74 pages 

Date published 
July 2007 

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Clinical Forecasting Overview


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CHI Insight Pharma: Tech Update

Clinical Forecasting: A Novel Bayesian Tool for Predicting Phase III Outcomes

By Asher D. Schachter, MD (Children’s Hospital Informatics Program and Division of Nephrology, Boston, MA; Assistant Professor of Pediatrics, Harvard Medical School; CSO, Phorecaster, LLC)


In recent years, there has been an explosion in predictive technologies to help researchers select only the most promising candidates for clinical development. The need for such tools is driven by the disastrous economic consequences of late-stage failures, which account for over 60% of all drug terminations.  This report describes a powerful and novel predictive tool called Bayesian network modeling and demonstrates its application in clinical forecasting. Among its many potential benefits, clinical forecasting can:

  • Reduce drug development costs
  • Increase median cumulative 7-year revenue per Phase III trial
  • Redirect capital and human resources to development programs with the greatest likelihood of success
  • Expose clinical trial subjects to fewer unsafe or ineffective drugs
  • Improve the accuracy and decision-making utility of market forecasts (which currently assume that all drugs in the projection period will achieve NDA approval)
  • Increase industry’s and society’s confidence in including pediatric subjects in clinical trials

Moreover, unlike existing predictive technologies such as microdosing, toxicogenomics, or ultra high-throughput screening (HTS), all of which entail significant costs in capital equipment, training, and ongoing maintenance, clinical forecasting based on Bayesian statistics is comparatively inexpensive.

Clinical Forecasting: A Novel Bayesian Tool for Predicting Phase III Outcomes begins by summarizing existing predictive technologies with particular reference to their limitations. Gene expression arrays, while providing useful prognostic information, are limited by the lability of mRNA and inconsistencies across microarray platforms. Microdosing is disadvantaged by limited databases required for the studies, unclear regulatory guidelines, and, in the case of PET studies, short trace half-lives and limited ability to distinguish between the compound and its metabolites.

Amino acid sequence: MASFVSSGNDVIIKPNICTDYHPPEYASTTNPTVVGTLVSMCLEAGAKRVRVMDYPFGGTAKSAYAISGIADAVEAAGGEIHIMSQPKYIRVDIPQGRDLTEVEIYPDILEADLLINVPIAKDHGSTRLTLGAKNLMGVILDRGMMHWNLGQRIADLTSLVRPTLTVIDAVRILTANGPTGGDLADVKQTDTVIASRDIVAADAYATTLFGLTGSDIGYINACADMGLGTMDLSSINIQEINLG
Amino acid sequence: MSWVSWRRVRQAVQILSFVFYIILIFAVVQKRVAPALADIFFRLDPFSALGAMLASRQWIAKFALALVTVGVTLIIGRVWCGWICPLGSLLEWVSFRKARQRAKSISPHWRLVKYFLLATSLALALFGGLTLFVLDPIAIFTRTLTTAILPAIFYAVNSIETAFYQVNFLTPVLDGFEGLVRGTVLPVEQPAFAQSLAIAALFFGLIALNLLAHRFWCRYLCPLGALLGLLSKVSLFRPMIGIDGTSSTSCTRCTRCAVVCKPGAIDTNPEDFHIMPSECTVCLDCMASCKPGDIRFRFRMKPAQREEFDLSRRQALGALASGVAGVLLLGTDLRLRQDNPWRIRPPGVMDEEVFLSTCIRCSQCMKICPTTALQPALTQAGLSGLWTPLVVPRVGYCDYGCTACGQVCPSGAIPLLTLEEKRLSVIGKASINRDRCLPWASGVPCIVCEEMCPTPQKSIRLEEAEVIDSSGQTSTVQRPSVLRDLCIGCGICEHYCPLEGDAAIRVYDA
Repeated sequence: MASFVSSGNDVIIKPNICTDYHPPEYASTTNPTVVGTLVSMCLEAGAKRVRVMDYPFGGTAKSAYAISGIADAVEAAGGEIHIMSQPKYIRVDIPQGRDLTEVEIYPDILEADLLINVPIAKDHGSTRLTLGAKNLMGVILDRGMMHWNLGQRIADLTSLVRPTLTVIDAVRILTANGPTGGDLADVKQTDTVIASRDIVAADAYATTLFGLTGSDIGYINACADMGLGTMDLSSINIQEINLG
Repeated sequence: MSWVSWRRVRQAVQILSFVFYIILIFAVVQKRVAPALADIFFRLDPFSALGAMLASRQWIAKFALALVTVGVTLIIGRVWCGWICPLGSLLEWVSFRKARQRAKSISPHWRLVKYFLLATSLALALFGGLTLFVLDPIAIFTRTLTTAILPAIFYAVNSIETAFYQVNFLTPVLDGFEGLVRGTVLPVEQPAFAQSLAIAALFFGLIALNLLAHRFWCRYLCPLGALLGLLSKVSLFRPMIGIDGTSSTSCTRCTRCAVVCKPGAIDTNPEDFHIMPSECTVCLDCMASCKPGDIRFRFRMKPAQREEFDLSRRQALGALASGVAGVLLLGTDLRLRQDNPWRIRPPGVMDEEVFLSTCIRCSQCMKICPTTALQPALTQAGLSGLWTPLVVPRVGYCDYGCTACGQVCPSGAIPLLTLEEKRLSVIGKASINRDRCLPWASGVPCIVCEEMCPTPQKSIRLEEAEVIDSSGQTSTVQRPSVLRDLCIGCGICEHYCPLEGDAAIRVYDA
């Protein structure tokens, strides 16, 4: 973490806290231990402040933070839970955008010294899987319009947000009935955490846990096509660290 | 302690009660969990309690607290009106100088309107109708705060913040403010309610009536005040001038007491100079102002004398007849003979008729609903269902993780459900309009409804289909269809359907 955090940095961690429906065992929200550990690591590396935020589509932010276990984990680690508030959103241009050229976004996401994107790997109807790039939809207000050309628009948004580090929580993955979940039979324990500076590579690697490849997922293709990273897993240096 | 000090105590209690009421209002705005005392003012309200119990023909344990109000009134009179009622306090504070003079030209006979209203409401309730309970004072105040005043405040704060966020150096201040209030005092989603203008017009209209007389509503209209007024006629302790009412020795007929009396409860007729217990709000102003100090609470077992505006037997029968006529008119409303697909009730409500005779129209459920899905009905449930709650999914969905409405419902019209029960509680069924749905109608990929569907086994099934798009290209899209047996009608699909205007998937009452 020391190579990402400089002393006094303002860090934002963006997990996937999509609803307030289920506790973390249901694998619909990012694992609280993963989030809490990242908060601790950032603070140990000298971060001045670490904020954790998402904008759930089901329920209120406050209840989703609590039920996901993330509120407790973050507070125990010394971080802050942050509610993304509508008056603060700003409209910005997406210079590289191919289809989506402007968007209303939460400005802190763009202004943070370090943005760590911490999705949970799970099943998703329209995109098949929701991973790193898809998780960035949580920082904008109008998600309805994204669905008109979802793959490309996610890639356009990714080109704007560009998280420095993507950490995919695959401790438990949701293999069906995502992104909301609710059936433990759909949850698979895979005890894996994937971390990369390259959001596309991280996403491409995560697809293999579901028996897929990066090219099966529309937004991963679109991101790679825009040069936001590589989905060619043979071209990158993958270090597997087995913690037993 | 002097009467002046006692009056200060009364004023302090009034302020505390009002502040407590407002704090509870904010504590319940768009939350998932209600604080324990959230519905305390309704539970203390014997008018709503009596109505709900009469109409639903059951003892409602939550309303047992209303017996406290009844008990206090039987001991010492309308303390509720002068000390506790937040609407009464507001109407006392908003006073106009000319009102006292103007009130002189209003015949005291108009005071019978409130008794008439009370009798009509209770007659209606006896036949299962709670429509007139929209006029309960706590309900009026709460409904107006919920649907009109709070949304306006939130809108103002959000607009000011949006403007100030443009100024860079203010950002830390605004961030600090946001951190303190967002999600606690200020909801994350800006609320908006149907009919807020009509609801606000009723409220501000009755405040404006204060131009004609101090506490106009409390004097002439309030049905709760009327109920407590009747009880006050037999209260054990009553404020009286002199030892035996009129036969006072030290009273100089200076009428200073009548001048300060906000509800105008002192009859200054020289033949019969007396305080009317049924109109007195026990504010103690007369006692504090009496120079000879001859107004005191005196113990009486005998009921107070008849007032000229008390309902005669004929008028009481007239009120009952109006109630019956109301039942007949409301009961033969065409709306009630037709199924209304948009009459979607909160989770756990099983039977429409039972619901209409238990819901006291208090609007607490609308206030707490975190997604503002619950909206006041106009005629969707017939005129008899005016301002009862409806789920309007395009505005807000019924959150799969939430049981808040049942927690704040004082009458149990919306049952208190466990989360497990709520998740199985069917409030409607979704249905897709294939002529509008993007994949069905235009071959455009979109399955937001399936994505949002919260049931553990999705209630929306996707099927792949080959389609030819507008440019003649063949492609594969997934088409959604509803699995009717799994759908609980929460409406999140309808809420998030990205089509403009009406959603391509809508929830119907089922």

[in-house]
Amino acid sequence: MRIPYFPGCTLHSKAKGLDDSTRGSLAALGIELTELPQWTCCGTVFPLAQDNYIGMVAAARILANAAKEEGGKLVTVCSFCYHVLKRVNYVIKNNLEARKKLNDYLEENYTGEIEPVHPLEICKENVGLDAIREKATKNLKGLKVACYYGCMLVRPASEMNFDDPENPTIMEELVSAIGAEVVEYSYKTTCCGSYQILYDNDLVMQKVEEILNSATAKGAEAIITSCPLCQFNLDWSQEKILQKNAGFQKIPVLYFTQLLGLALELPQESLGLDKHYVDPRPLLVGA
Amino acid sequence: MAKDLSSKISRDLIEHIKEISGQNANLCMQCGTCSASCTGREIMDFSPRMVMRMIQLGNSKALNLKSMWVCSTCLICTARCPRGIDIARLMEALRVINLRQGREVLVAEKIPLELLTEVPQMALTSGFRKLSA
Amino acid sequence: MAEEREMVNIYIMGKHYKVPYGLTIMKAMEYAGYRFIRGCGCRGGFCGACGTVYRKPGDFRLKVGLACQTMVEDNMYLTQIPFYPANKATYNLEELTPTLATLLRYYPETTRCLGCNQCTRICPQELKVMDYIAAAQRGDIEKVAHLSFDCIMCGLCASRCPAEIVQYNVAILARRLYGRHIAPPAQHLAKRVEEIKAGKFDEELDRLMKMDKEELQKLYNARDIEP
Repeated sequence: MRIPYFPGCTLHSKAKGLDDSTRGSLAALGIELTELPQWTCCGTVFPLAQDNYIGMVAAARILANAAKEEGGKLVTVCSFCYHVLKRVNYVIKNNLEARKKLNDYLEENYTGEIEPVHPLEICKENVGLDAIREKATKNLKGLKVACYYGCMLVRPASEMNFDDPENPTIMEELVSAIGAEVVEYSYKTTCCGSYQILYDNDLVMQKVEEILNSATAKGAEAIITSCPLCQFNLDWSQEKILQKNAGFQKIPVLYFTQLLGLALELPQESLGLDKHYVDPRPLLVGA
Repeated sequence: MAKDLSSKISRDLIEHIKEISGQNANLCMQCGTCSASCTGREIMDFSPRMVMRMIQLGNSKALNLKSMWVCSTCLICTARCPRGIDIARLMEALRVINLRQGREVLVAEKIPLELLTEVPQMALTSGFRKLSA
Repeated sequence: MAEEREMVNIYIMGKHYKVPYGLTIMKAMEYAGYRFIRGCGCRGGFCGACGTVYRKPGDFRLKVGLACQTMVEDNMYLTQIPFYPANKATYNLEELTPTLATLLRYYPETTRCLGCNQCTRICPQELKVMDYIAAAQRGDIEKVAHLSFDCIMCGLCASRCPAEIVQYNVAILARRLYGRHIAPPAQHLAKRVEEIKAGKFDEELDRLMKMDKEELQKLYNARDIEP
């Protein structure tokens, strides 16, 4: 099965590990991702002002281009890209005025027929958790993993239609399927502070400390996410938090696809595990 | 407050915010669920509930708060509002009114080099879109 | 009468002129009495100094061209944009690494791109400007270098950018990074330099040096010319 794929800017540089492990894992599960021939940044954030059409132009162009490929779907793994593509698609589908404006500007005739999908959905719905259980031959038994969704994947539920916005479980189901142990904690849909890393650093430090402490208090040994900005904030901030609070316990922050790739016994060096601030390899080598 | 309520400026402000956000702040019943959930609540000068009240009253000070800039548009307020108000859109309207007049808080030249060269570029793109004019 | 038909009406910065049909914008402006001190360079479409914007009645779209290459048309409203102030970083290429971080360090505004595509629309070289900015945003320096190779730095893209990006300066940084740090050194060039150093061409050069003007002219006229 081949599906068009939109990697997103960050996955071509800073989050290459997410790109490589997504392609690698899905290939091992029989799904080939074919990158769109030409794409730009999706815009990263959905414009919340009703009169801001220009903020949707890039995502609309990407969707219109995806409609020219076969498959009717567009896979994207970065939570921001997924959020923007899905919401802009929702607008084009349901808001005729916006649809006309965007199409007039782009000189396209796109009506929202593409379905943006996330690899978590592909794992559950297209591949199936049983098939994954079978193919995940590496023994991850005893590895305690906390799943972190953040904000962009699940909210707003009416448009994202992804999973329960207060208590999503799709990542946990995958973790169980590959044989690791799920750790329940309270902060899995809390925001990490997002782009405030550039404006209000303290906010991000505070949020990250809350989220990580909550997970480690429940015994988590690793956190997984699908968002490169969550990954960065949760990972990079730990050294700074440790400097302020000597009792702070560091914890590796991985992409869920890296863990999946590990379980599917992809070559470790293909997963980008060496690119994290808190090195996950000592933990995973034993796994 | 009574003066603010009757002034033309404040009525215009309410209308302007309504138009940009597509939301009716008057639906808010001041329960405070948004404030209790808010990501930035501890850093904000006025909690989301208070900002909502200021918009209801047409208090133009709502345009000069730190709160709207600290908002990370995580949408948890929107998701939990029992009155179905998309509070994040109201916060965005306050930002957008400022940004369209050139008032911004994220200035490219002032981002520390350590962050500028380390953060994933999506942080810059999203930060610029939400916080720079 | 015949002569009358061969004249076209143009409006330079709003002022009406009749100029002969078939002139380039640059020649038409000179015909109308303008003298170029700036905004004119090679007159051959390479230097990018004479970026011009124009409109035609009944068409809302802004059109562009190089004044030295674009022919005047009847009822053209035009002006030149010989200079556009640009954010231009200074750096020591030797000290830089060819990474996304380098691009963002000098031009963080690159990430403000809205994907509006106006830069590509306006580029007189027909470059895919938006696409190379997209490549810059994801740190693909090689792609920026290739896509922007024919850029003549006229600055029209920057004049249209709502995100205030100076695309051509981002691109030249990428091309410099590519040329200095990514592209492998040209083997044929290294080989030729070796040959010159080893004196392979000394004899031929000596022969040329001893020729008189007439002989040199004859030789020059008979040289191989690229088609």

With complete transparency as to data sources and assumptions, the authors show how the Bayesian network model predicted outcomes (NDA approval or failure) based on an independent dataset of 503 new chemical entities (NCEs) with an optimal accuracy of 78%. The author emphasizes that, with more complete and historical datasets of in vivo and in vitro compound data including therapeutic index ranges, the model’s performance can be even further improved.

Clinical Variables Believed Most Crucial to NCE Clinical Success


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Source: Asher D. Schachter, MD

In fact, Bayesian clinical forecasting will supplement other predictive technologies to boost the confidence of decision makers in R&D. The ultimate goal is to incorporate into the model compound-specific data as well as emerging information such as pharmacogenomic and single nucleotide polymorphism data, and new data from novel HTS screens.

The author includes a retrospective case study demonstrating the application of Bayesian clinical forecasting to Eli Lilly’s Xigris (recombinant human activated protein C), a failed drug for sepsis. Based on public in vivo animal data and early Phase II human data, the model predicted that Xigris had a very low probability of clinical success.

The report concludes with an evaluation of the model’s economic impact based on a Monte Carlo simulation. The model was found to significantly reduce median expenditures per successful NCE by 39% below the industry average. Even more impressively, the model significantly increased median cumulative 7-year revenues per Phase III trial by $160 million above pharmaceutical industry revenues ― from $347 million to $507 million.

The real lessons of this fascinating exercise in clinical forecasting are that (1) there is considerable hidden value in the low-hanging fruit of terminating would-be late-stage failures. The other lesson (2) is the urgent need for industrywide sharing of data in order to improve the accuracy of predictive models and thus the ROI of pharmaceutical R&D.

Biostatisticians and decision analysts, portfolio managers, market forecasters, business development managers, and decision makers throughout the R&D organization will benefit from this report.

About the Author

Asher D. Schachter, MD, is a pediatric nephrologist and bioinformatician at Children’s Hospital Boston and the Children’s Hospital Informatics Program. Upon completion of his nephrology fellowship at Children’s Hospital Boston, Dr. Schachter pursued 2 sequential masters degrees at the Harvard-MIT Division of Health Sciences and Technology: a masters of medical science in clinical investigation and drug development and a masters of science in biomedical informatics. Dr. Schachter’s thesis focused on novel approaches for applying Bayesian networks to predictive modeling in drug development. In 2003, Dr. Schachter was appointed as a faculty member of the Children’s Hospital Informatics Program, and as an assistant professor of pediatrics at Harvard Medical School. Dr. Schachter cofounded Phorecaster LLC in 2006, with Marco Ramoni, PhD, and is Phorecaster’s chief scientific officer.